No doctor could give an opinion as to the probable size of the tumor when Ms. Franco went to Dr. Prabhu in February 1982. Drs. Prabhu, Levine, Erculei and Freeman did testify that tumors grow over time and produce increasing pressure on adjacent brain structures. Additionally, Dr. Levine opined that the growth of acoustic neuroma tumors over time results in blurred vision but that this blurred vision does not occur until tumors reach the medium size range — two centimeters in diameter — or larger. In a study performed by Dr. Levine, 34 percent of tumor patients suffering from vision problems had medium sized tumors, and 64.5 percent had large tumors. No patient with a small tumor suffered any vision problems.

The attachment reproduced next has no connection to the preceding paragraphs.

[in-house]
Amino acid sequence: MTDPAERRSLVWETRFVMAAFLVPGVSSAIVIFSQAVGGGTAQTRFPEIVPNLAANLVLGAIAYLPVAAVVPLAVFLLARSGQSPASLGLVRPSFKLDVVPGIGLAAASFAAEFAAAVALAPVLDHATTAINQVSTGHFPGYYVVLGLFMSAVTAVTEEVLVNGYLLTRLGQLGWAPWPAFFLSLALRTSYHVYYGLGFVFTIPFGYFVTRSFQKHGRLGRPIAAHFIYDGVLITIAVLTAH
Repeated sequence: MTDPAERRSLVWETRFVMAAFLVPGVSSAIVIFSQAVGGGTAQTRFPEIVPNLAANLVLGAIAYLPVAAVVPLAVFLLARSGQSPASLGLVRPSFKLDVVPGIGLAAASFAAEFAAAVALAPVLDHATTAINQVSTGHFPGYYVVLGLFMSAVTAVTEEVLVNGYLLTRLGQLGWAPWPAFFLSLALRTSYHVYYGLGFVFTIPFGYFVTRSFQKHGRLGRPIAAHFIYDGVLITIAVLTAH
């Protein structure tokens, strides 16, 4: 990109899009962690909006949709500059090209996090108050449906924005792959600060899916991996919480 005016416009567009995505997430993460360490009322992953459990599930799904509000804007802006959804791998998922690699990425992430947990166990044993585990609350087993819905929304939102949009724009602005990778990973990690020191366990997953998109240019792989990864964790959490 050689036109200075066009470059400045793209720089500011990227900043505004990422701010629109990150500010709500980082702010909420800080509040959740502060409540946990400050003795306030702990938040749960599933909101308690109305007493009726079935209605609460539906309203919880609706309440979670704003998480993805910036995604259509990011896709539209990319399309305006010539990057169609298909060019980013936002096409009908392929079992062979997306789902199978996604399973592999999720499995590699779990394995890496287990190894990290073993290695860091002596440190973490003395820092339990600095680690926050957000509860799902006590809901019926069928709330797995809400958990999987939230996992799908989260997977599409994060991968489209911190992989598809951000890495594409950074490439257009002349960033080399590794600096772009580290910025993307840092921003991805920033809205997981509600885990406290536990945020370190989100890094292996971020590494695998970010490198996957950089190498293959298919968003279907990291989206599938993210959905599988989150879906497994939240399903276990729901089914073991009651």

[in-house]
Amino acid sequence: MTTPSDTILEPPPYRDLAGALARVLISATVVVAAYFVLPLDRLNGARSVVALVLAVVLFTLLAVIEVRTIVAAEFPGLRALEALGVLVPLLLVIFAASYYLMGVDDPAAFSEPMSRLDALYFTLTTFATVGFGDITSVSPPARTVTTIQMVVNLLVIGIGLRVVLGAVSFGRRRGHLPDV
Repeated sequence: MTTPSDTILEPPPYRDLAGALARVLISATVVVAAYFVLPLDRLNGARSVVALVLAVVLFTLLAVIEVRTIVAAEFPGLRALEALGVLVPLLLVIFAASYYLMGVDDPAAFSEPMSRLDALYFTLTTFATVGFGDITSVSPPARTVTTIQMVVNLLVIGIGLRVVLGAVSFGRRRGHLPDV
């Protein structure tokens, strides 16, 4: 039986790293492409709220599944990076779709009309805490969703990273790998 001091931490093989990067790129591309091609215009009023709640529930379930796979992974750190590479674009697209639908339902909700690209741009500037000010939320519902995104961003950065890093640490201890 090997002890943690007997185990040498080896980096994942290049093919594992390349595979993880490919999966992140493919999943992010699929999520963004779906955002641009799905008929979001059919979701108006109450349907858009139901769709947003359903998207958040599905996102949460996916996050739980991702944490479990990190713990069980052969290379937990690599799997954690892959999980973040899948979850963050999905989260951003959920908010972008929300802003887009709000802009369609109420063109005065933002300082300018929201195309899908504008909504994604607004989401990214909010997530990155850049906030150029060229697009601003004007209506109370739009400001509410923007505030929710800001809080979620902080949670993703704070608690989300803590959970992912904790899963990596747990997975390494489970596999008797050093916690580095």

At the conclusion of trial, the jury returned a verdict in Ms. Franco's favor and awarded her $14,500 in medical expenses, $17,400 in loss of earnings, $400,000 in past pain and suffering, and $900,000 in future pain and suffering. The jury also found that Ms. Franco's contributory negligence was forty percent, and the final judgment was reduced by this amount. Ms. Franco's final award was $798,600, plus interest, for a total judgment of $950,000.
On appeal, Dr. Prabhu contends that (1) Ms. Franco did not present adequate evidence of causation; (2) two of the jury instructions were contradictory and therefore confused the jury; (3) Dr. Levine's testimony regarding matters other than his treatment of Ms. Franco should have been excluded because he was not designated as an expert witness; (4) the court erred in admitting a pamphlet and textbook chapter written by Dr. Levine because they were inflammatory and prejudicial; and (5) the amount of the jury's award shocks the conscience. We conclude that none of Dr. Prabhu's assignments of error has merit and accordingly affirm the judgment.
The causation evidence